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zVault Backup Solution
zVault is a highly efficient deduplicating backup solution that supports client-side encryption, compression and remote storage of backup data.
Space efficient storage
Each file is split into a number of chunks. Content-defined chunking and chunk fingerprints make sure that each chunk is only stored once. The chunking algorithm is designed so that small changes to a file only change a few chunks and leave most chunks unchanged. Multiple backups of the same data set will only take up the space of one copy.
The deduplication in zVault is able to reuse existing data no matter whether a file is modified, stored again under a different name, renamed or moved to different folder.
That makes it possible to store daily backups without much overhead as backups with only small changes do not take up much space.
Also multiple machines can share the same remote backup location and reuse the data of each others for deduplication.
High backup speed is a major design goal of zVault. Therefore is uses different techniques to reach extremely fast backup speeds.
All used algorithms are hand-selected and optimized for speed.
Unmodified files are detected by comparing them to the last backup which makes it possible to skip most of the files in regular usage.
A blazingly fast memory-mapped hash table tracks the fingerprints of all known chunks so that chunks that are already in the repository can be skipped quickly.
In a general use case with a Linux system and a home folder of 50 GiB, backup runs usually take between 1 and 2 minutes.
All backups share common data in form of chunks but are independent on a higher level. Backups can be deleted and chunks that are not used by any backup can be removed.
Other backup solutions use differential backups organized in chains. This makes those backups dependent on previous backups in the chain, so that those backups can not be deleted. Also, restoring chained backups is much less efficient.
The backup data can be protected by modern and fast encryption methods on the client before storing it remotely.
The backup data can be compressed to save even more space than by deduplication alone. Users can choose between zlib (medium speed and compression), lz4 (very fast, lower compression), brotli (medium speed, good compression), and lzma (quite slow but amazing compression).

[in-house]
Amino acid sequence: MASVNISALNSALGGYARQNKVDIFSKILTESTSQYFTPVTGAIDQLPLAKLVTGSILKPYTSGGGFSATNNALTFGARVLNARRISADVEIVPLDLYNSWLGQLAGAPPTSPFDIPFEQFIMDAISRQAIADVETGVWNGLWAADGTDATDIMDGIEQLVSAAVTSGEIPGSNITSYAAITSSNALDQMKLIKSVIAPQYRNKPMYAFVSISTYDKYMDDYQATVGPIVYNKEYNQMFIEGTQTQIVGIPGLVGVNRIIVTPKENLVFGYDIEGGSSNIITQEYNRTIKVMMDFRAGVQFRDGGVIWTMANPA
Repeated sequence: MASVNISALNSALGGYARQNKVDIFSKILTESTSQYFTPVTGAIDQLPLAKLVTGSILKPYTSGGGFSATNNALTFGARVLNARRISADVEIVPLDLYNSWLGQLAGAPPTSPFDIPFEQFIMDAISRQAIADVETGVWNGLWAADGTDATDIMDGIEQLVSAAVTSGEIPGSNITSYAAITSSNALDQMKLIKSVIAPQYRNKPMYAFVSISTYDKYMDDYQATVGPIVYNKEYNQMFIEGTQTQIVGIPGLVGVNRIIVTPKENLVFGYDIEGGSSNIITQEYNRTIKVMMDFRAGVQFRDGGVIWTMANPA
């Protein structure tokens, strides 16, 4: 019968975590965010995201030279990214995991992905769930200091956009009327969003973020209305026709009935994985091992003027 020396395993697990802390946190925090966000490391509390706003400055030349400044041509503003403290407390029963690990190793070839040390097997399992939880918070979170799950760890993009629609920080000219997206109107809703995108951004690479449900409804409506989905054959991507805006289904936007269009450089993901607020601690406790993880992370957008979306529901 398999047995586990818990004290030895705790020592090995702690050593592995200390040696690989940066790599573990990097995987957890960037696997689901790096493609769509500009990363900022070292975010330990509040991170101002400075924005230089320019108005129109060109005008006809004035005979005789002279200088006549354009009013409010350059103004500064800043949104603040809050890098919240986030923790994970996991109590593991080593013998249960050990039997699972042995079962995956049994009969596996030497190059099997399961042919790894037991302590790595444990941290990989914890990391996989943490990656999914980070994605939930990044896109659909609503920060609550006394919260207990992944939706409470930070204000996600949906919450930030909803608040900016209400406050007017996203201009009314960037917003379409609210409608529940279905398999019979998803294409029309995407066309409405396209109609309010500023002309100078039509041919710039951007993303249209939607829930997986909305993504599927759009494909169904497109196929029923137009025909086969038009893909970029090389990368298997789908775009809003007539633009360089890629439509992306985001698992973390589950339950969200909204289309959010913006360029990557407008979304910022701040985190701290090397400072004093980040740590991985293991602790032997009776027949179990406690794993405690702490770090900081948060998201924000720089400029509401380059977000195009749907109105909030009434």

Remote backup storage
zVault supports off-site backups via mounted filesystems. Backups can be stored on any remote storage that can be mounted as a filesystem:
- SMB / Windows shares
- SSH (via sshfs)
- FTP (via curlftpfs)
- Google Drive (via rclone)
- Amazon S3 (via rclone)
- Openstack Swift / Rackspace cloud files / Memset Memstore (via rclone)
- Dropbox (via rclone)
- Google Cloud Storage (via rclone)
- Amazon Drive (via rclone)
- Microsoft OneDrive (via rclone)
- Hubic (via rclone)
- Backblaze B2 (via rclone)
- Yandex Disk (via rclone)
- ... (potentially many more)
For long-term storage of backups it is important to check backups regularly. zVault offers a simple way to verify the integrity of backups.
Mount backups as filesystems
Backups can be mounted as a user-space filesystem to investigate and restore their contents. Once mounted, graphical programs like file managers can be used to work on the backup data and find the needed files.
As an example, I am going to backup my projects folder. To do that, I am
initializing an encrypted zVault repository, storing the data on a remote
filesystem which has been mounted on
#$> zvault init :: --encrypt --remote /mnt/backup public: 2bea1d15... secret: 3698a88c... Bundle size: 25.0 MiB Chunker: fastcdc/16 Compression: brotli/3 Encryption: 2bea1d15... Hash method: blake2
The repository has been created and zVault has generated as new key pair for me. I should now store this key pair in a safe location before I continue.
Now I can backup my home directory to the repository.
#$> zvault backup /home/dswd/projects ::projects1 info: No reference backup found, doing a full scan instead Date: Thu, 6 Apr 2017 20:33:20 +0200 Source: dswd-desktop:/home/dswd/projects Duration: 0:00:26.2 Entries: 14618 files, 6044 dirs Total backup size: 1.4 GiB Modified data size: 1.4 GiB Deduplicated size: 1.2 GiB, 14.9% saved Compressed size: 0.5 GiB in 23 bundles, 54.7% saved Chunk count: 95151, avg size: 12.8 KiB
The backup run took about 26 seconds and by looking at the data, I see that deduplication saved about 15% and compression again saved over 50% so that in the end my backup only uses 0.5 GiB out of 1.4 GiB.
After some work, I create another backup.
#$> zvault backup /home/dswd/projects ::projects2 info: Using backup projects1 as reference Date: Thu, 6 Apr 2017 20:46:19 +0200 Source: dswd-desktop:/home/dswd/projects Duration: 0:00:00.7 Entries: 14626 files, 6046 dirs Total backup size: 1.4 GiB Modified data size: 27.2 MiB Deduplicated size: 17.2 MiB, 36.9% saved Compressed size: 6.1 MiB in 2 bundles, 64.4% saved Chunk count: 995, avg size: 17.7 KiB
This time, the backup run took less than a second as zVault skipped most of the folder because it was unchanged. The backup only stored 6.1 MiB of data. This shows the true potential of deduplication.
zVault sticks to the semantic versioning scheme. In its current pre-1.0 stage this has the following implications:
- Even now the repository format is considered pretty stable. All future versions will be able to read the current repository format. Maybe conversions might be necessary but the backups should always be forward-compatible.
- The CLI might see breaking changes but at least it is guaranteed that calls that are currently non-destructive will not become destructive in the future. Running todays commands on a future version will not cause any harm.